NF-κB is principally activated by IKKβ in its well organized signaling pathways.2,7 As a result, Qiu et al.8 choose three potent newly synthesized 4-arylidene curcumin analogues A, B and C to directly investigate their effect on IKK enzymatic activity, with curcumin used as control. Report was given that upon stimulation of A549 cells with TNFα, TNFα induced considerable IκB phosphorylation followed by degradation of the phosphorylated IκB. However, following the treatment of the cells with curcumin and its newly designed analogue, respectively, curcumin inhibited IκB phosphorylation and degradation at high concentrations, while the selected potent newly synthesized curcumin analogues significantly inhibited IκB phosphorylation and degradation at a lower concentration with IC50 values in micromolar range of 2.2 – 5.0 μΜ. Again, this showed that the 4-arylidene curcumin analogues exhibited greater inhibitory activities against IκB than curcumin. In another study, Kasinski et al.4 proposed that the inhibitory activities of curcumin and its analogues may be a result of direct inhibition of IKKβ kinase. To examine this model, the authors performed a reconstituted IKK inhibition assay with recombinant IKKβ, report showed that the addition of curcumin in various tested concentrations had no significant effect in inhibiting IKKβ.4 However, in this issue8, the selected newly synthesized curcumin analogues induced a dose dependent inhibition of IKKβ. Thus, the structural modification of these curcumin analogues results to improved inhibitory activities over curcumin in the in vitro IKK kinase assay.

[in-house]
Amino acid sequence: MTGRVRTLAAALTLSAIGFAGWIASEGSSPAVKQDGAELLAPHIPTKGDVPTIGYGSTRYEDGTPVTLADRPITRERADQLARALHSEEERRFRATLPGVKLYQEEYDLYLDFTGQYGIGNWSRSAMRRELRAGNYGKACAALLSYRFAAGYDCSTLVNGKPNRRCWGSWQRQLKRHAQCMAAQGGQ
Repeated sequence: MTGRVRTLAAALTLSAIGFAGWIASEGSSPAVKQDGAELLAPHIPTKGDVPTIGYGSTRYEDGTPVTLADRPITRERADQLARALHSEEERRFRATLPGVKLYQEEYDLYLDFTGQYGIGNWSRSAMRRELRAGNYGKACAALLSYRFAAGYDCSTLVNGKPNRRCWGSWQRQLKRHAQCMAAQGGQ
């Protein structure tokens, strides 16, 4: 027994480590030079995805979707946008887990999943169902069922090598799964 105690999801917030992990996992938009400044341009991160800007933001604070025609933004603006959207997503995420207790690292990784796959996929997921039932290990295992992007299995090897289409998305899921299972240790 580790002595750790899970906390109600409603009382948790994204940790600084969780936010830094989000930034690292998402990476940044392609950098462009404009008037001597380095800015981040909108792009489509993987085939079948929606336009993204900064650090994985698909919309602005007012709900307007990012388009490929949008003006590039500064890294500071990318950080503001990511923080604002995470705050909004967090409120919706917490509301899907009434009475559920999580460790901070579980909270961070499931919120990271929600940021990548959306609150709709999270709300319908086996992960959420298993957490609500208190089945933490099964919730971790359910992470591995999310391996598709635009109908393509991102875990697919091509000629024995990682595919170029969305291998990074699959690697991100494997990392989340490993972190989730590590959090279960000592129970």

Furthermore, they compared the anticancer efficacy of curcumin and its newly designed analogues. The authors reported that the synthesized 4-arylidene curcumin analogues inhibited colony formation of lung cancer cells at low concentrations in the micromolar range of less than 0.2 – 0.4 μM.8 However, curcumin also inhibited colony formation of cancer cells at higher concentration (4 μM). Again, this finding showed the superiority in potency of 4-arylidene curcumin analogues over the parent compound as an anticancer agent. Thus, the chemical modification of the parental curcumin has led to identification of new 4-arylidene curcumin analogues as potential anticancer agents targeting NF-κB signaling pathway.
1 Baud V, Karin M. (2009) Is NF-kB a good target for cancer therapy? Hopes and pitfalls. Nature reviews drug discovery. 8, 33-40
2 Bonizzi G, Karin M. (2004) The two NF-κB activation pathways and their role in innate and adaptive immunity. Trends in immunology. 25(6), 280 – 288
3 Karin M. (2006) Nuclear factor-kappaB in cancer development and progression. Nature. 441, 431 – 436
4 Kasinski A, Du Y, Thomas S, Zhao J, Sun S, Khuri F, Wang C, Shoji M, Sun A, Snyder J, Liotta D, Fu H. (2008) Inhibition of IκB kinase-nuclear factor-κB signaling pathway by 3,5-bis(2-flurobenzylidene)piperidine-4-one (EF24), a novel monoketone analog of curcumin. Molecular Pharmacology. 74(3), 654-661
5 Lee C, Jeon Y, Kim S, Song Y. (2007) NF-kappaB as a potential molecular target for cancer therapy. Biofactors. 29 (1), 19 -35
6 Leu T, Maa M. (2002) The molecular mechanisms for the antitumorigenic effect of curcumin. Current medical chemistry. 2(3), 357 – 370
7 Perkins N. (2007) Integrating cell-signalling pathways with NF-κB and IKK function. Nature reviews molecular cell biology. 8, 49 – 62.
8 Qiu X, Du Y, Lou B, Zuo Y, Shao W, Huo Y, Huang J, Yu Y, Zhou B, Du J, Fu H, Bu X. (2010) Synthesis and identification of new 4-arylidene curcumin analogues as potential anticancer agents targeting nuclear factor-κB signaling pathway. Journal of medicinal chemistry. 53, 8260 – 8273
9 Zambre A, Kulkarni V, Padhye S, Sandur S, Aggarwal B. (2006) Novel curcumin analogs targeting TNF-induced NF-kB activation and proliferation in human leukemic KBM-5 cells. Bioorganic and medicinal chemistry. 14, 7196 – 7204